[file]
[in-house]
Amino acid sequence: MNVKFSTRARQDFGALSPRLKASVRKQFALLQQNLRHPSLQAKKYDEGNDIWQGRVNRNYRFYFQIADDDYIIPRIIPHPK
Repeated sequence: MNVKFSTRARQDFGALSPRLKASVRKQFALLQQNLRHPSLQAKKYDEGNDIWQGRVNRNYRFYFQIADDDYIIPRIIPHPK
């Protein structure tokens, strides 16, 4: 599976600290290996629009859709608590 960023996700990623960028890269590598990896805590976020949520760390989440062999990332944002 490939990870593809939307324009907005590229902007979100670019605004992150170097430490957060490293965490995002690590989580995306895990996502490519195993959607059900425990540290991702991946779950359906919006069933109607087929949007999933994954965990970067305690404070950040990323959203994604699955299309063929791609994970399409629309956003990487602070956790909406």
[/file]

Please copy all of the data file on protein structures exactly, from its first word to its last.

[in-house]
Amino acid sequence: MNVKFSTRARQDFGALSPRLKASVRKQFALLQQNLRHPSLQAKKYDEGNDIWQGRVNRNYRFYFQIADDDYIIPRIIPHPK
Repeated sequence: MNVKFSTRARQDFGALSPRLKASVRKQFALLQQNLRHPSLQAKKYDEGNDIWQGRVNRNYRFYFQIADDDYIIPRIIPHPK
């Protein structure tokens, strides 16, 4: 599976600290290996629009859709608590 960023996700990623960028890269590598990896805590976020949520760390989440062999990332944002 490939990870593809939307324009907005590229902007979100670019605004992150170097430490957060490293965490995002690590989580995306895990996502490519195993959607059900425990540290991702991946779950359906919006069933109607087929949007999933994954965990970067305690404070950040990323959203994604699955299309063929791609994970399409629309956003990487602070956790909406």